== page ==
Open Access

Novel IL10 gene family associations with systemic juvenile idiopathic arthritis

  • Mark S Fife1Email author,
  • Ana Gutierrez1,
  • Emma M Ogilvie1,
  • Carmel JW Stock1,
  • Jane M Samuel1,
  • Wendy Thomson2,
  • Lisa F Mack2,
  • Cathryn M Lewis3 and
  • Patricia Woo1
Arthritis Research & Therapy20068:R148

https://doi.org/10.1186/ar2041

Received: 10 May 2006

Accepted: 7 September 2006

Published: 7 September 2006

Abstract

Juvenile idiopathic arthritis (JIA) is the most common cause of chronic childhood disability and encompasses a number of disease subgroups. In this study we have focused on systemic JIA (sJIA), which accounts for approximately 11% of UK JIA cases. This study reports the investigation of three members of the IL10 gene family as candidate susceptibility loci in children with sJIA. DNA from 473 unaffected controls and 172 patients with sJIA was genotyped for a single nucleotide polymorphism (SNP) in IL19 and IL20 and two SNPs in IL10. We examined evidence for association of the four SNPs by single marker and haplotype analysis. Significant differences in allele frequency were observed between cases and controls, for both IL10-1082 (p = 0.031) and IL20-468 (p = 0.028). Furthermore, examination of the haplotypes of IL10-1082 and IL20-468 revealed greater evidence for association (global p = 0.0006). This study demonstrates a significant increased prevalence of the low expressing IL10-1082 genotype in patients with sJIA. In addition, we show a separate association with an IL20 polymorphism, and the IL10-1082A/IL20-468T haplotype. The two marker 'A-T' haplotype confers an odds ratio of 2.24 for sJIA. This positive association suggests an important role for these cytokines in sJIA pathogenesis.

Introduction

Juvenile idiopathic arthritis (JIA) is the most common cause of childhood disability, with an incidence of 1 in 10 000 children under the age of 16 [1]. It is a clinically heterogeneous group of complex diseases, with polygenic and environmental factors all playing a role in aetiology. There are seven clinically distinct subtypes of JIA [2]. The most severe and least responsive to current therapies is systemic JIA (sJIA), a disease defined by a quotidian fever and one or more manifestations, including an evanescent rash, lymphadenopathy, hepatomegaly or splenomegaly, or serositis. While HLA associations are a significant genetic factor in other JIA subtypes, there are no associations with Caucasian sJIA [3]. However, a number of non-HLA genes have been reported to be associated with sJIA, including those encoding IL6 and Macrophage inhibitory factor [4, 5].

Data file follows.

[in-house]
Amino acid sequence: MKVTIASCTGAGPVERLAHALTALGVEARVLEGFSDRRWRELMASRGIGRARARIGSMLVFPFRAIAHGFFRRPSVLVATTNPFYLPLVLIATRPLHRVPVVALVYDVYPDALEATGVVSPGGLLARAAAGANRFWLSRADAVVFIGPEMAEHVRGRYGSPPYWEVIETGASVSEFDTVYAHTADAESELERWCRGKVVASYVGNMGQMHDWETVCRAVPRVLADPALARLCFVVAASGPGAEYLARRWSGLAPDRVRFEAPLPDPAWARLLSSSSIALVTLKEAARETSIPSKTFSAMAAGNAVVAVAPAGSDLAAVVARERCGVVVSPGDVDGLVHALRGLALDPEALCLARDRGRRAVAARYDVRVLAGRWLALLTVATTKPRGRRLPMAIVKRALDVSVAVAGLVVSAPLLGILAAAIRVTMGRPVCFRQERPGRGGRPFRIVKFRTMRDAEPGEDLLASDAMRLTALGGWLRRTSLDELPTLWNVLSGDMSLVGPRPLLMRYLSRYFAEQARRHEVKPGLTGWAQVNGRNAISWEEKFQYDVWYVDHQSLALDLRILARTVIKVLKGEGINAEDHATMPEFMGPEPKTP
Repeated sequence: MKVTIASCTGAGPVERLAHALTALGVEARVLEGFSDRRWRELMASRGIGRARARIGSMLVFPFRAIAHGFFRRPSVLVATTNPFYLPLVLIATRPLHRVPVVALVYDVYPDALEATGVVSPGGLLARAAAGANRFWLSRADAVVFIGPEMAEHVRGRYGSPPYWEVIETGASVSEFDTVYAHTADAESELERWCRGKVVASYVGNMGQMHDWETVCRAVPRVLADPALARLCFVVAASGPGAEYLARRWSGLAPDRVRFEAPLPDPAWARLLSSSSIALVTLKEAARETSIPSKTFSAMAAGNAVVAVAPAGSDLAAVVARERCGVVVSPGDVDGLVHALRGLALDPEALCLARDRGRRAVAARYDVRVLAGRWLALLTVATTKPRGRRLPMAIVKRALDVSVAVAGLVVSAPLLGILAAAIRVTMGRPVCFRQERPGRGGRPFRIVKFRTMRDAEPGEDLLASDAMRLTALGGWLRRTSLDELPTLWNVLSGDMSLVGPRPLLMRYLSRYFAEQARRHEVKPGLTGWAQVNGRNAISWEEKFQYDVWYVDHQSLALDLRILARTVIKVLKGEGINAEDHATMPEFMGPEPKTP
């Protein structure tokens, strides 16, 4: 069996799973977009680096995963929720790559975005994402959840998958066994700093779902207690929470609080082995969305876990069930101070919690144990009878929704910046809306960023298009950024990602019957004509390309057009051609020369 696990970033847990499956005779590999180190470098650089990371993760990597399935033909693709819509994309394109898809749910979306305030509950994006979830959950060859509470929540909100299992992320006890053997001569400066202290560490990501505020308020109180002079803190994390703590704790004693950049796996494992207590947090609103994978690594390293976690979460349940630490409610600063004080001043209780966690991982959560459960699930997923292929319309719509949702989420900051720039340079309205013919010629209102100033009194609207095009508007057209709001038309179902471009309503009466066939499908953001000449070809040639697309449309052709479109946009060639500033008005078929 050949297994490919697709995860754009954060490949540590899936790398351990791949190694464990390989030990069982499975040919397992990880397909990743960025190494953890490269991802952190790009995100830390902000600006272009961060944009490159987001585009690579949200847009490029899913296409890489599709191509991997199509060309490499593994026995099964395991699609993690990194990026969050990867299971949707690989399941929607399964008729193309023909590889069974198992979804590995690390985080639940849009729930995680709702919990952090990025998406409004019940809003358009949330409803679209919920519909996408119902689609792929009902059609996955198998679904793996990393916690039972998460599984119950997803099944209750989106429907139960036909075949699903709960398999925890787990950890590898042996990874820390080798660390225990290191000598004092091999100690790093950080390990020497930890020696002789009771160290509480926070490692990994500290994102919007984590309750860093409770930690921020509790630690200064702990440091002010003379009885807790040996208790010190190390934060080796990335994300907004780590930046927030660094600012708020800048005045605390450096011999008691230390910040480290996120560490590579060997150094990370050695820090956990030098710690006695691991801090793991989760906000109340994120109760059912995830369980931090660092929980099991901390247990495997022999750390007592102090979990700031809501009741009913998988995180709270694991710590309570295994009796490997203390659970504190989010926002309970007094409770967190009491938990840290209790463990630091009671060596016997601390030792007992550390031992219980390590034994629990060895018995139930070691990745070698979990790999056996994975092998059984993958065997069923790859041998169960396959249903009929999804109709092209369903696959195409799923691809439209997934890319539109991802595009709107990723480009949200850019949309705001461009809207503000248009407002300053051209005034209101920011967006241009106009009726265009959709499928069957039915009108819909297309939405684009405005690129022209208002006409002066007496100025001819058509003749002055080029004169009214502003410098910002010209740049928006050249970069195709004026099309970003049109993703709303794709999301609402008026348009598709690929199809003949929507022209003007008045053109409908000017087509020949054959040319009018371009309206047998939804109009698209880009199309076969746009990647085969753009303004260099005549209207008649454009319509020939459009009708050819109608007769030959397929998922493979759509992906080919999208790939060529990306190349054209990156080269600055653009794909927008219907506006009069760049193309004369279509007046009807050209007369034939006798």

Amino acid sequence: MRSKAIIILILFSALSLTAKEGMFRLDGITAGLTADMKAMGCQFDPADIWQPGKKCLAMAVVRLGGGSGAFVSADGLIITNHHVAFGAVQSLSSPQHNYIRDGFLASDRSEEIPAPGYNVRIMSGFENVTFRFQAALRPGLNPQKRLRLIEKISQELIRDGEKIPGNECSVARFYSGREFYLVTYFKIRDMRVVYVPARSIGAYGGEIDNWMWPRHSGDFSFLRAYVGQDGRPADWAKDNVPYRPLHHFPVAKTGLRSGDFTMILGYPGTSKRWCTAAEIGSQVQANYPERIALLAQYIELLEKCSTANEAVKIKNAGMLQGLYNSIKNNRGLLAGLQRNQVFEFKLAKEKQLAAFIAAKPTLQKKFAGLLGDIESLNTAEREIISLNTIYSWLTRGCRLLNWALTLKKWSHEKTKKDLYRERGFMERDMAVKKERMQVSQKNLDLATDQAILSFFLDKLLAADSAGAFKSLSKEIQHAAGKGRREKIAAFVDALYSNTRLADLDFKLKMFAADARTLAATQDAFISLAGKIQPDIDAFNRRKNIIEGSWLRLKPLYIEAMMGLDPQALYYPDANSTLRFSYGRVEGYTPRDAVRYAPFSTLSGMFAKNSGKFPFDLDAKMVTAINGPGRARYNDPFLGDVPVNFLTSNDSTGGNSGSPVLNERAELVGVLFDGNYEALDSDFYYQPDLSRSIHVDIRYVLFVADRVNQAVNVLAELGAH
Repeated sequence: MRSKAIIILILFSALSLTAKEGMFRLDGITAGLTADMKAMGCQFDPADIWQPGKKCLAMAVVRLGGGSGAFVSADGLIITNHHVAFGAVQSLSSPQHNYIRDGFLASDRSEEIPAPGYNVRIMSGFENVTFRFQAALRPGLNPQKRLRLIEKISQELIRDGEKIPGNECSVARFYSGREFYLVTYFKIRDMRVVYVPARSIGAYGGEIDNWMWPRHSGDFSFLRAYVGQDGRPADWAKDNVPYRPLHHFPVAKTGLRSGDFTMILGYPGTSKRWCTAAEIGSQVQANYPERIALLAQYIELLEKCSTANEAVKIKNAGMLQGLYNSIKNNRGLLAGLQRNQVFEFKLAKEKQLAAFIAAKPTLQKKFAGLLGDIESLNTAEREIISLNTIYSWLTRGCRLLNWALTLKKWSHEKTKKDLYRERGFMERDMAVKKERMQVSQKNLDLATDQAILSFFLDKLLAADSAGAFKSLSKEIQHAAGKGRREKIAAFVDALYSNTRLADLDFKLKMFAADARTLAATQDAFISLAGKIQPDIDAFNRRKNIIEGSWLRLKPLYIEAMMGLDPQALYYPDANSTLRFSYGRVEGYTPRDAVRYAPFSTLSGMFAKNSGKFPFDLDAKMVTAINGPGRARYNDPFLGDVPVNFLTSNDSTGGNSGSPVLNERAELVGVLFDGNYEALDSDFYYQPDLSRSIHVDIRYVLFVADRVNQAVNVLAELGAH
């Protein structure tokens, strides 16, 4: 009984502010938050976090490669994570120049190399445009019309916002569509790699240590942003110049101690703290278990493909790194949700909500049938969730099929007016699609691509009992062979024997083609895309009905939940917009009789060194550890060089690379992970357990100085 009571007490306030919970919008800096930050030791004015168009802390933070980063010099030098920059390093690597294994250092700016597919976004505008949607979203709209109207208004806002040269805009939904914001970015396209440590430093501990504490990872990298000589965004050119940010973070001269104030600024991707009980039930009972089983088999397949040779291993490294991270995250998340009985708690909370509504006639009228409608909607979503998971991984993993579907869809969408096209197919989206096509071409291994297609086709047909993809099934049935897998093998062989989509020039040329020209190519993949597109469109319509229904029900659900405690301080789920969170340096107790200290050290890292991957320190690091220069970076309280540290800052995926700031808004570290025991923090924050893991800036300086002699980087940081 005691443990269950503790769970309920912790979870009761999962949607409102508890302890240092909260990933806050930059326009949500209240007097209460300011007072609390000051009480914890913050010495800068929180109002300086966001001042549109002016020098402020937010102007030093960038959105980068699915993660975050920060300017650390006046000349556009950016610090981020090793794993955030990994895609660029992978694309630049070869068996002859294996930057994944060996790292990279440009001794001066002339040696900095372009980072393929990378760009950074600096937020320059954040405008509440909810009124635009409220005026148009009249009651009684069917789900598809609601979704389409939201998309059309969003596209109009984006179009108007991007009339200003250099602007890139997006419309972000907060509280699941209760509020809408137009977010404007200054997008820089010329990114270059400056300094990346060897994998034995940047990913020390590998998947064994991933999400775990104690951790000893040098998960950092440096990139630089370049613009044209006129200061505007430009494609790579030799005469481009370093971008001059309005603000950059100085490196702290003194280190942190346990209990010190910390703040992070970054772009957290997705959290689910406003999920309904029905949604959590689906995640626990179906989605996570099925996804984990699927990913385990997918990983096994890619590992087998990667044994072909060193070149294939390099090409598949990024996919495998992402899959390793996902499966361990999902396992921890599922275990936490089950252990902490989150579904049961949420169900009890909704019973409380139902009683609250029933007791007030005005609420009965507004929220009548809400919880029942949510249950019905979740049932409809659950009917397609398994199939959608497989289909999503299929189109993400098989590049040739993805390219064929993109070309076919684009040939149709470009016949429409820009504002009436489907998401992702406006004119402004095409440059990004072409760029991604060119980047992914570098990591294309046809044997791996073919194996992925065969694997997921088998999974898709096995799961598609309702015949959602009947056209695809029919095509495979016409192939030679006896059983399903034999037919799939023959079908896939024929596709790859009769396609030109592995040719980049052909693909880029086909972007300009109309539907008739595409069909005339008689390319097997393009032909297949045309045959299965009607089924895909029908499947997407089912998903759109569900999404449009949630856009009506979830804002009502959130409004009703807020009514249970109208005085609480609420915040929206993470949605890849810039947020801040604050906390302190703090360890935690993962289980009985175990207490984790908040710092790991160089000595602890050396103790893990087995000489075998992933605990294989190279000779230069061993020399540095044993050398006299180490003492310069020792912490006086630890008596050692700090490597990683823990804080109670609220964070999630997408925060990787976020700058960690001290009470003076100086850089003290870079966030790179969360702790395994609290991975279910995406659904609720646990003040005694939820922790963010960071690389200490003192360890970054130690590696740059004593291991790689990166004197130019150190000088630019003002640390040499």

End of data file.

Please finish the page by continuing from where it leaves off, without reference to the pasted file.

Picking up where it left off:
IL10 is a cytokine with potent immunoregulatory and anti-inflammatory properties. It acts to suppress the release and function of a number of pro-inflammatory cytokines, including IL1, tumour necrosis factor (TNF)-α, and IL6 [6]. Low levels of IL10 production associated with autoimmune disease, such as rheumatoid arthritis, psoriasis, and collagen-induced arthritis, suggest defective regulatory roles of IL10 in limiting inflammation and reversing immunopathology. However, IL10 is also a stimulatory factor for mast cells, B cells, and thymocytes [7, 8].

In the upstream regulatory region of the gene encoding IL10, the three most characterised single nucleotide polymorphisms (SNPs) are at positions -1,082 (G to A), -819 (C to T) and -592 (C to A) [9, 10]. There is absolute linkage disequilibrium (LD) between the IL10-819 and IL10-592 SNPs. In the Caucasian populations only three out of the remaining four possible haplotypes occur: GCC, ACC and ATA. We have previously shown that stimulation of human whole blood cultures with bacterial lipopolysaccharide (LPS) results in a large variation between individuals in IL10 secretion. When examined in the context of IL10 genotype, it was revealed that the ATA/ATA genotype is associated with significantly lower IL10 production [11, 12]. In addition, we also showed a significantly increased frequency of this low-expressing ATA haplotype in extended juvenile oligoarthritis. There is strong evidence to support genetic control of IL10 levels, with production levels showing concordance in monozygotic twins and a genetic component of over 75% [13]. Turner and colleagues [9] demonstrated that the difference in IL10 secretion is associated with the presence or absence of an 'A' at position -1,082 of the human IL10 promoter.

In the severe forms of JIA, treatment is often limited to high doses of glucocorticoids. It is of interest, therefore, that pre-treatment with IL10 improves the ability of dexamethasone in suppressing IL6 (a cytokine correlated with sJIA disease activity) in whole-blood cultures (p < 0.01) [14]. Furthermore, LPS-stimulated whole blood cultures from sJIA patients showed reduced levels of IL10 compared to healthy, age matched controls [11]. This reduced capacity of sJIA patients to produce sufficient quantities of this anti-inflammatory cytokine may suggest a pathogenic role for IL10 in this disease.